To investigate the effects of an extreme uphill marathon on the mechanical parameters that are likely to affect the energy cost of running (Cr).
Eleven runners (27–59 y) participated in the Etna SuperMarathon (43 km, 0–3063 m above sea level). Anthropometric characteristics, maximal explosive power of the lower limb (P max), and maximal oxygen uptake were determined before the competition. In addition, before and immediately after the race, Cr, contact (t c) and aerial (t a) times, step frequency (f), and running velocity were measured at constant self-selected speed. Then, peak vertical ground-reaction force (F max), vertical downward displacement of the center of mass (Δz), leg-length change (ΔL), and vertical (k vert) and leg (k leg) stiffness were calculated.
A direct relationship between Cr, measured before the race, and race time was shown (r = .61, P < .001). Cr increased significantly at the end of the race by 8.7%. Immediately after the race, the subjects showed significantly lower t a (–58.6%), f (–11.3%), F max (–17.6%), k vert (–45.6%), and k leg (–42.3%) and higher t c (+28.6%), Δz (+52.9%), and ΔL (+44.5%) than before the race. The increase of Cr was associated with a decrement in F max (r = –.45), k vert (r = –.44), and k leg (r = –.51). Finally, an inverse relationship between P max measured before the race and ΔCr during race was found (r = –.52).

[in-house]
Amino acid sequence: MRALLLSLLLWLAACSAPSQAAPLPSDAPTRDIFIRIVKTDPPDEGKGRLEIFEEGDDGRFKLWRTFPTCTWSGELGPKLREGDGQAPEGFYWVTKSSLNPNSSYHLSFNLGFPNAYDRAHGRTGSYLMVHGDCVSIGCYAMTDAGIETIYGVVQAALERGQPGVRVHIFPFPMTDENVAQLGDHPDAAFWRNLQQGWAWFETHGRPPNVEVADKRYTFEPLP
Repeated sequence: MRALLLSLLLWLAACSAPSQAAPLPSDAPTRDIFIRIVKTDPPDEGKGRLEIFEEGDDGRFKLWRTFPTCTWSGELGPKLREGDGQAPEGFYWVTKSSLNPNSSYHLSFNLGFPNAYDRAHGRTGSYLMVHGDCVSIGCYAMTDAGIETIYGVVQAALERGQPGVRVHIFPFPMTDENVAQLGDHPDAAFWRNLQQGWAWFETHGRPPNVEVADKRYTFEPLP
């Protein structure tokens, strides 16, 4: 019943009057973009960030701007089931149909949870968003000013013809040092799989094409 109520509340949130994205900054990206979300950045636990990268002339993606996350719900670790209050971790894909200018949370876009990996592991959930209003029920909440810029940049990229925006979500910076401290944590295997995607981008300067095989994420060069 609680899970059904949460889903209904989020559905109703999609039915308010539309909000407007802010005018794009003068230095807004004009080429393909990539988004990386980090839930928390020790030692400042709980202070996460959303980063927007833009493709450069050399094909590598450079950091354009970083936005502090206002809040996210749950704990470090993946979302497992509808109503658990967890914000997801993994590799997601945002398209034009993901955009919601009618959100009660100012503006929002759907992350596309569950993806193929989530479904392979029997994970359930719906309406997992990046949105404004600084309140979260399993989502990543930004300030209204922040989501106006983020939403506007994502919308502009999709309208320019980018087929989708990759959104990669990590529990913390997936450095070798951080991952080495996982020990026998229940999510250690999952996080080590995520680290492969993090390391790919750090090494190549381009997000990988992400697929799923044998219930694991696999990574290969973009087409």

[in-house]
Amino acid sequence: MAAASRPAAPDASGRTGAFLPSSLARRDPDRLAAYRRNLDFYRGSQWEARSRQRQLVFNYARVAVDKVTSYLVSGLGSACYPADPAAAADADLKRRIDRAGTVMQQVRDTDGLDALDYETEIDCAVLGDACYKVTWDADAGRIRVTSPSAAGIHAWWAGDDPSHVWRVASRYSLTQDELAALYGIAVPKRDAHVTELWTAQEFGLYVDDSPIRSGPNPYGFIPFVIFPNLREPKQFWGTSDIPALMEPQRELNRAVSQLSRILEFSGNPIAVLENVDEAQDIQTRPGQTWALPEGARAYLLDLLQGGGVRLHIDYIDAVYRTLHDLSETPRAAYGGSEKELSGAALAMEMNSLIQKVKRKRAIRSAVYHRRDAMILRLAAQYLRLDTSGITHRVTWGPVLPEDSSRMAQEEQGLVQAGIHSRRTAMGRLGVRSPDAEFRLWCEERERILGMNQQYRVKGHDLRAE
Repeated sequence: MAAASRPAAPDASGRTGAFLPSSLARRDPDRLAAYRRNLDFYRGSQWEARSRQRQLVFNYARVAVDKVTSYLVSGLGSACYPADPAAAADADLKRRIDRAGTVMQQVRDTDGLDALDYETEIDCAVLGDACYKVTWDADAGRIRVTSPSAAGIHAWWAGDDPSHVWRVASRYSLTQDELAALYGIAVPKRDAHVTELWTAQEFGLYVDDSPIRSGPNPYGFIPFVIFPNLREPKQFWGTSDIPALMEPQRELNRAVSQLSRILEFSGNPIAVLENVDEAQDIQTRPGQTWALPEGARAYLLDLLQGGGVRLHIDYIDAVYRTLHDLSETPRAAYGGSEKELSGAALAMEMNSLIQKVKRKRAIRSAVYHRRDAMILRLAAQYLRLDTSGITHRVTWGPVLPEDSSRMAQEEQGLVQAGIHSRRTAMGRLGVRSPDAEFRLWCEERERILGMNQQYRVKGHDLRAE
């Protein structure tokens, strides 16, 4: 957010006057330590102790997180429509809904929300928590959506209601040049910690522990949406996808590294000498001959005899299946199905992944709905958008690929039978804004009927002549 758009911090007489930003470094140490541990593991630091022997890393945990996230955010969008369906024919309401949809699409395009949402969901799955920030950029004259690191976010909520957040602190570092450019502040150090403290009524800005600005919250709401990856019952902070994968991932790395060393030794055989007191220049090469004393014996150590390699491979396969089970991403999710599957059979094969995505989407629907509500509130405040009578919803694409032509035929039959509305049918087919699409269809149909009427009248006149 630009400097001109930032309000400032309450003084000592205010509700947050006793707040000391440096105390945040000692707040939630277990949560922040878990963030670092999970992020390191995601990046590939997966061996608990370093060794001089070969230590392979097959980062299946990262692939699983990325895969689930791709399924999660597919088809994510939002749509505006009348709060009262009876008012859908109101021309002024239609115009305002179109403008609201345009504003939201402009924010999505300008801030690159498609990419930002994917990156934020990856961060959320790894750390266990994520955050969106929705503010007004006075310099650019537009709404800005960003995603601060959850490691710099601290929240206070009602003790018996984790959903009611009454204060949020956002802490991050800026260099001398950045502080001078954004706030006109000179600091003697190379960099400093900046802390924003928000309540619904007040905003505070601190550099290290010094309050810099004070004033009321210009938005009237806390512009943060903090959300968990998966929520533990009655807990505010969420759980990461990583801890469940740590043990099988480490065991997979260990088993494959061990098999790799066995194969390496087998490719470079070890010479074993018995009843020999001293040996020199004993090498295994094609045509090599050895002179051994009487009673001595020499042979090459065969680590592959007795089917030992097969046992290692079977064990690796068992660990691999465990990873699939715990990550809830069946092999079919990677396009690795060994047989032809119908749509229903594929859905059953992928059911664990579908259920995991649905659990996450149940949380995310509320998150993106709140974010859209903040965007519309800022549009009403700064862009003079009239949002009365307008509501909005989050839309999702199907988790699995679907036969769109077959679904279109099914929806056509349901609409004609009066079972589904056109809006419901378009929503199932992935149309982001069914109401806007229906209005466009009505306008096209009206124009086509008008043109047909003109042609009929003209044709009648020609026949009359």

Lower Cr was related with better performance, and athletes characterized by the greater P max showed lower increases in Cr during the race. This suggests that specific power training of the lower limbs may lead to better performance in ultraendurance running competition.